The Dutch logistics service provider Newcold has constructed one of North America's largest freezer warehouses in Burley, Idaho. The global freezer logistics specialist had no choice but to automate the facility. For many professional and amateur chefs, fries and McCain are inseparable. Anyone in the Northwest who has bought frozen potato products from the family business has most likely held a package that had previously been stored in the XXL freezer in Burley. Nature lovers know the area because the Snake River flows not far from there. The small city of 10,000 people also provides logistical advantages: it has direct access to Interstate 84 and a railway line, both of which lead to the main metropolises on the west coast.
The distribution center that opened in the small city in late 2019 is already known across the industry: the 138-foot-tall high bay warehouse makes an impression with its size and state-of-the art automation. The fulfillment center, which handles a yearly throughput of roughly 700,000 pallets, was constructed in cooperation with TGW. The operator is the Dutch service provider Newcold, who manages a network of freezer warehouses in the U.S., Australia and Europe. The Burley freezer warehouse's main customer is McCain Foods. Founded in Canada in 1956, the company and its service provider have fostered a cooperative business relationship since 2013.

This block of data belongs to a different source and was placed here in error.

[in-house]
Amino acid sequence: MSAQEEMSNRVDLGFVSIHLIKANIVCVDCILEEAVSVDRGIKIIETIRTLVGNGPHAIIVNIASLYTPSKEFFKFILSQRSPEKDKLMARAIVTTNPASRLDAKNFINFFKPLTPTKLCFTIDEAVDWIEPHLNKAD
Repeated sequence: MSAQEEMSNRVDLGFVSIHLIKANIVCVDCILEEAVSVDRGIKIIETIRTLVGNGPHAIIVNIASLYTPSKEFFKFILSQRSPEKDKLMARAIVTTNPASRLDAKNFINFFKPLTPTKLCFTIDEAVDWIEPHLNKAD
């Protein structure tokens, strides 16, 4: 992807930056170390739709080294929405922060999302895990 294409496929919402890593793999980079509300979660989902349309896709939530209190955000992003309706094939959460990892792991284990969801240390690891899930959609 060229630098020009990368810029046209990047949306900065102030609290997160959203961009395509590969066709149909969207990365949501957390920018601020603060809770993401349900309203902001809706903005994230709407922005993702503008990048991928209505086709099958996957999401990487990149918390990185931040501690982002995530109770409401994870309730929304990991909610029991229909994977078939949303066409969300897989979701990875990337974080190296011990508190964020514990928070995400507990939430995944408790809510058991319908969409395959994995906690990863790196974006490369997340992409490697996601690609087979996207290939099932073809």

As Newcold was planning the system, there was never a discussion as to whether it would be manual or automated. It was more a question of what the best automation solution looked like and who could implement it. They opted for TGW. Newcold was confident it would be best able to reach its corporate goals working with TGW’s time-proven technology.
During the selection process, TGW had a clear advantage: Newcold was already familiar with TGW's portfolio and its freezer expertise from previous joint projects. "Automation is one of the keys to meeting our customers' needs. They are in the process of reorganizing their supply chains in order to achieve the greatest efficiency and the lowest costs possible," explains Peter Verharen, Vice President Project Management at Newcold. "Automation is the only way to achieve the throughput that the market demands." According to the service provider, automated freezer warehouses offer many other advantages as well: the space required can be reduced by up to 60 percent compared to manual warehouses - an important argument in areas where land is scarce and/or costly. Other deciding factors are the shortage of skilled labor and the reduction of operating costs. According to Newcold, personnel costs in an automated warehouse can be up to 65 percent lower than in a manual distribution center, while energy consumption can be reduced by around 50 percent.
Newcold's experience coincides with what Michael Schedlbauer, Industry Manager for grocery retail at TGW, has gleaned from numerous projects: "Alongside sustainability and increasing customer requirements, the shortage of skilled labor is the most significant reason that companies are automating their temperature-controlled warehouses. Such a step is even more worthwhile in freezer logistics than in other areas." Finding, training, and retaining employees is the top priority on Newcold's agenda. "Our employees are just as important to us as customer care and long-term profitability," says Verharen. To that end, the logistics service provider concentrates on two success factors: good salaries and training. The company trains its employees using innovative software and technology.